Towards the end of his life, Thomas De Quincey was evoking a form of preda­tory self-tor­ture: “It is like being a vam­pire who sucks his own blood, for the man who is cursed with a good memory is ‘a fiery heau­ton­ti­moroumenos (or self-tor­mentor)’ ”. The role of hybridiza­tion in his life and works clearly appears though this recourse to ancient Greek and, above all, through the novel image of the vam­pire, the alien from the East, decades before S. Le Fanu’s Carmilla (1872) and Stoker’s Dracula (1897). Indeed, the title of Conan Doyle’s short story, “The Sussex Vampire” (1924) sounds like a paradox in a nation­alist per­spec­tive, empha­sizing the seem­ingly out­landish nature of vam­pirism in the very heart of England. How did De Quincey come to this, through what slow and painful meta­mor­phosis did he become other and turn into a hybrid crea­ture formed of hetero­ge­neous French, Turkish, Malaysian, or Chinese ele­ments? These were the very threats he had erected the pre­scrip­tive and nor­ma­tive stronghold of Englishness against, at the start of his lit­erary career. As a matter of fact, in his 1821 Confessions of an English Opium-Eater, shortly after the Napoleonic wars and within the con­text of colo­nial expan­sion in the East, he had vig­or­ously and repeat­edly claimed (t)his English « purity », from a lit­erary, moral, intel­lec­tual and phys­ical point of view. This paper will there­fore focus on the ori­gins, modal­i­ties and con­se­quences of this hybridiza­tion through a corpus including the Confessions (1821), “The Apparition of the Brocken” in Suspiria de Profundis (1845), The English Mail-Coach (1849) and Autobiographic Sketches (1853). Cannon Schmitt’s Alien Nation. Nineteenth-Century Gothic Fictions and English Nationalities (1997) will also be used as a sec­ondary source.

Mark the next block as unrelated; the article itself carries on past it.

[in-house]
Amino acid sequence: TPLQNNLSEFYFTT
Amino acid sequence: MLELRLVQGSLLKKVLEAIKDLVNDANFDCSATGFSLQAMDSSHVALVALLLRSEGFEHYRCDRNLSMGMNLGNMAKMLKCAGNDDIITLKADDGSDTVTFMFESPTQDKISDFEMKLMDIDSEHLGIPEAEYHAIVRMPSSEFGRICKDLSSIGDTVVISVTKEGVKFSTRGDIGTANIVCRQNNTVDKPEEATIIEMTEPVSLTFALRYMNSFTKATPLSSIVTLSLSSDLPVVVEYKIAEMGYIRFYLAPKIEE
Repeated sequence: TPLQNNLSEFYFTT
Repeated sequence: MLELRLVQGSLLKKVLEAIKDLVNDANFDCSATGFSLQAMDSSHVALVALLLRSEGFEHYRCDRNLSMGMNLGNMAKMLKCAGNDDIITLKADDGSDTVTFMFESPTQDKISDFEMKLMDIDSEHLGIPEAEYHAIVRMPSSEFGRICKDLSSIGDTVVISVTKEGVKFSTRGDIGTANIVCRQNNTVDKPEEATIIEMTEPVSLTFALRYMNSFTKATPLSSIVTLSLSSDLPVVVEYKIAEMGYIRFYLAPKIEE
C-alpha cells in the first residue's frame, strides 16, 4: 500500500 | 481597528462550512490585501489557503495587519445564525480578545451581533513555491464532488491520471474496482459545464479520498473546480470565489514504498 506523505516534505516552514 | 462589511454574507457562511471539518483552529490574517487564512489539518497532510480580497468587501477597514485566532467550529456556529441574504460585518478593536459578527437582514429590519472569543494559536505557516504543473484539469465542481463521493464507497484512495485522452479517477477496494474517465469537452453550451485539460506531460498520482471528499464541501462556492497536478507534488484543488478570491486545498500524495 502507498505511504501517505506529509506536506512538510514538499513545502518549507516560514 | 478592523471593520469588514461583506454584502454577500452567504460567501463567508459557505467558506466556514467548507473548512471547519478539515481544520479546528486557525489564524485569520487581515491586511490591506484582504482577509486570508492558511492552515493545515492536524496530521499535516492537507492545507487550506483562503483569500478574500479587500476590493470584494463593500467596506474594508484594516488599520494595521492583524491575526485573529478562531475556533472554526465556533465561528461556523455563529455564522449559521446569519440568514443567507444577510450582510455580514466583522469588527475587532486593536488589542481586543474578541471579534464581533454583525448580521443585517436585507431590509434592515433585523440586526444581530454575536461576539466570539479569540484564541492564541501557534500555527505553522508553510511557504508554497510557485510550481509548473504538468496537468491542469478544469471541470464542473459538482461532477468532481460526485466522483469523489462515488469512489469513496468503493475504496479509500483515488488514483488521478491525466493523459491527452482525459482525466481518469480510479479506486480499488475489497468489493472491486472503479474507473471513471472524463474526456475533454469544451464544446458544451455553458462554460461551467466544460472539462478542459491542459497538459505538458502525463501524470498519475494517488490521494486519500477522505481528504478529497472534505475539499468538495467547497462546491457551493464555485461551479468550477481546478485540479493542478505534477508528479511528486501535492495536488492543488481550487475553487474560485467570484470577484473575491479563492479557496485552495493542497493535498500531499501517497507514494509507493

Blossom Ngum Fondo: “Metaphors of ‘Twoness’: Constructing a Double Heritage in Michelle Cliff’s Abeng”

Caribbean writ­ings like most post­colo­nial writing are involved amongst other things with the ways in which the colo­nial expe­ri­ence affected the lives of the col­o­nized. The Caribbeans espe­cially find them­selves in a unique sit­u­a­tion where they are phys­i­cally and psy­cho­log­i­cally placed at the nexus of two dis­sim­ilar worlds. Jamaican writer Michelle Cliff in her novel Abeng is inter­ested in pre­senting the double her­itage of the Caribbean focusing on char­ac­ters who are descen­dants of both the slaves and slave mas­ters. In doing this, she engages a series of metaphors which high­light this double and con­flicting her­itage of the Caribbean. This paper intends to bring out this rich reper­toire of metaphors of ‘twoness’ in Abeng showing the ways in which her nar­ra­tive tech­nique, char­ac­ter­i­za­tion, land­scape, sex­u­ality, naming, descrip­tive strate­gies inter alia all go to show how the Caribbean is a cit­izen of two inescapable worlds and must there­fore con­fi­dently carry the load of these two worlds and rec­on­cile the var­ious con­flicts and dif­fer­ences.

Jean-Michel Ganteau: “Mon­gre­liza­tion and Assimilation: The Hybridity of Englishness”

This paper will address Peter Ackroyd’s crit­ical and polem­ical def­i­ni­tion of Englishness, as exem­pli­fied in his oeuvre, and more espe­cially in the texts that he has pub­lished over the last three decades. Such a def­i­ni­tion is based on a vision of English cul­ture as assim­i­la­tion and hybridiza­tion, according to the prin­ci­ples of mon­gre­liza­tion and lin­guistic hybridiza­tion encap­su­lated in the figure of the “mony­polylin­guist”. Such an explo­ration chooses impu­rity as one of its most pow­erful fea­tures and echoes what T.S. Eliot has defined as the “me­toikos” so as to sub­vert the canon of Englishness (or English Music, in Ackroyd’s terms) and pro­mote a latent counter-canon, which is either denied of repressed. It con­sti­tutes the symptom of the cul­tural trauma of the Reformation which makes the fig­ures of the cul­tural and reli­gious other sur­face in the pre­sent under the guise of Catholic, Mediterranean cul­ture and pro­mote the work­ings of hauntology. By so doing, Ackroyd pro­poses a new eth­ical posi­tioning for a vision of national cul­ture.

Laure Gardelle: “The con­tri­bu­tion of pronom­inal gender to the rep­re­sen­ta­tion of a hybrid lin­guistic iden­tity”